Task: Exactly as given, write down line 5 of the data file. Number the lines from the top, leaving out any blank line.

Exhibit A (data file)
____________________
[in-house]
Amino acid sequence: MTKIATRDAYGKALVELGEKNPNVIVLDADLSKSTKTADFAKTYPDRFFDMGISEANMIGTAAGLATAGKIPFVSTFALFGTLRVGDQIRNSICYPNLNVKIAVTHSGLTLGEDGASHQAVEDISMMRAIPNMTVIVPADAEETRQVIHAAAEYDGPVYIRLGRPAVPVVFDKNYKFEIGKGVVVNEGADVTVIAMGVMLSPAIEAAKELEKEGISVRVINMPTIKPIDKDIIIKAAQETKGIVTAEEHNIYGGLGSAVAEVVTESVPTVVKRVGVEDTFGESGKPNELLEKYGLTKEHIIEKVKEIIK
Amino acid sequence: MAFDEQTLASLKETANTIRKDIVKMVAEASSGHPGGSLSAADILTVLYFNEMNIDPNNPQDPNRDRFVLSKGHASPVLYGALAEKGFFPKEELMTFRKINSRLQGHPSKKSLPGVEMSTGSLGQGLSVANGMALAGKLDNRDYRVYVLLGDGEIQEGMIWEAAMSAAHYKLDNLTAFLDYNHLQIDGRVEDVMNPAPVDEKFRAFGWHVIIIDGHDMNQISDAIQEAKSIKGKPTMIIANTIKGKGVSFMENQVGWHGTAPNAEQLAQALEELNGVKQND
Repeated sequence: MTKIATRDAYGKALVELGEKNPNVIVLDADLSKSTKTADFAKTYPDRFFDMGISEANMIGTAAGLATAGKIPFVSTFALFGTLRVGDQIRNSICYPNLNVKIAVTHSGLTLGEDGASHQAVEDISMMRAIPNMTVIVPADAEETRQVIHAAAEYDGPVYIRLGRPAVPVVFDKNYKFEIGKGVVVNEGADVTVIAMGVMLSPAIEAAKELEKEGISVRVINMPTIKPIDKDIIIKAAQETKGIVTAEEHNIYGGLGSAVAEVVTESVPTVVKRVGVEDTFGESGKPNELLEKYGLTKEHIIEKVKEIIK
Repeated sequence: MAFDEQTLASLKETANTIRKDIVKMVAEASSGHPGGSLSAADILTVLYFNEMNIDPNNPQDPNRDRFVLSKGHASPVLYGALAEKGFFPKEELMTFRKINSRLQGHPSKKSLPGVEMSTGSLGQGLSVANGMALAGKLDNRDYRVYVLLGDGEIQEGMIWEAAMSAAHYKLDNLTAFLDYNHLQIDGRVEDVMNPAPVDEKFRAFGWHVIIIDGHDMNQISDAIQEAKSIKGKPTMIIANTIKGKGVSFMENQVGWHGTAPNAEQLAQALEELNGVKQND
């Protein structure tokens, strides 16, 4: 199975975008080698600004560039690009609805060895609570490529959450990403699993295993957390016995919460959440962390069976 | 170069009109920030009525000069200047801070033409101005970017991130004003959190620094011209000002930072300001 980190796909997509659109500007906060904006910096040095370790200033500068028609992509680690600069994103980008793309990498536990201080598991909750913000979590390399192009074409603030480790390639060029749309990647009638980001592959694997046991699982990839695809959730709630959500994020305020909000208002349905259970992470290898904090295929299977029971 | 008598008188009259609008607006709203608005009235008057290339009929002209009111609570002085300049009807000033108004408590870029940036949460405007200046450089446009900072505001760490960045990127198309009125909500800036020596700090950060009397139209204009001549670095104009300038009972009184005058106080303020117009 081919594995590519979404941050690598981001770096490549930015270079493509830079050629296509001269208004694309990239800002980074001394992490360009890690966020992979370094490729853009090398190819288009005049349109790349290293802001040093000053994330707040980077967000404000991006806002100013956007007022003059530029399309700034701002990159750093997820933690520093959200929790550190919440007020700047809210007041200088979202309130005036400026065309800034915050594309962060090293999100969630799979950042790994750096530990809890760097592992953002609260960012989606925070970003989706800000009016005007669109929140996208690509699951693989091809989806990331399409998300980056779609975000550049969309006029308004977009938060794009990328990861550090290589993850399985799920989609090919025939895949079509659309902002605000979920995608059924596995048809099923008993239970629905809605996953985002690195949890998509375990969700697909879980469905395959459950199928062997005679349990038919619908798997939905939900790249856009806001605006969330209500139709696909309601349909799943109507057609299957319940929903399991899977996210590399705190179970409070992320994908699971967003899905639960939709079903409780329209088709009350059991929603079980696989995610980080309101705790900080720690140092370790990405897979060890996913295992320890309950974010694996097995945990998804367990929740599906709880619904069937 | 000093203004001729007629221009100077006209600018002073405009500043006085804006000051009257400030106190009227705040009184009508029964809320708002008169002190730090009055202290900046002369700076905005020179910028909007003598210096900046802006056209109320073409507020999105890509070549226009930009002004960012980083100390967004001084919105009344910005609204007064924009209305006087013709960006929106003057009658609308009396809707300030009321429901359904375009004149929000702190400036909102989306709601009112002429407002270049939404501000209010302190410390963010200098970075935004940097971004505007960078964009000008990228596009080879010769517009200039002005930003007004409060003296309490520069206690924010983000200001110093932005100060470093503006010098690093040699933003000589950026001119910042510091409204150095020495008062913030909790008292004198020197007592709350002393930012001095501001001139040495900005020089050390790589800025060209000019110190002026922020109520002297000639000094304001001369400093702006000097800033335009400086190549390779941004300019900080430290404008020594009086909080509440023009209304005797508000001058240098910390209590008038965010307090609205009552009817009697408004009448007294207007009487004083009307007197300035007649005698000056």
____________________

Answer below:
Repeated sequence: MAFDEQTLASLKETANTIRKDIVKMVAEASSGHPGGSLSAADILTVLYFNEMNIDPNNPQDPNRDRFVLSKGHASPVLYGALAEKGFFPKEELMTFRKINSRLQGHPSKKSLPGVEMSTGSLGQGLSVANGMALAGKLDNRDYRVYVLLGDGEIQEGMIWEAAMSAAHYKLDNLTAFLDYNHLQIDGRVEDVMNPAPVDEKFRAFGWHVIIIDGHDMNQISDAIQEAKSIKGKPTMIIANTIKGKGVSFMENQVGWHGTAPNAEQLAQALEELNGVKQND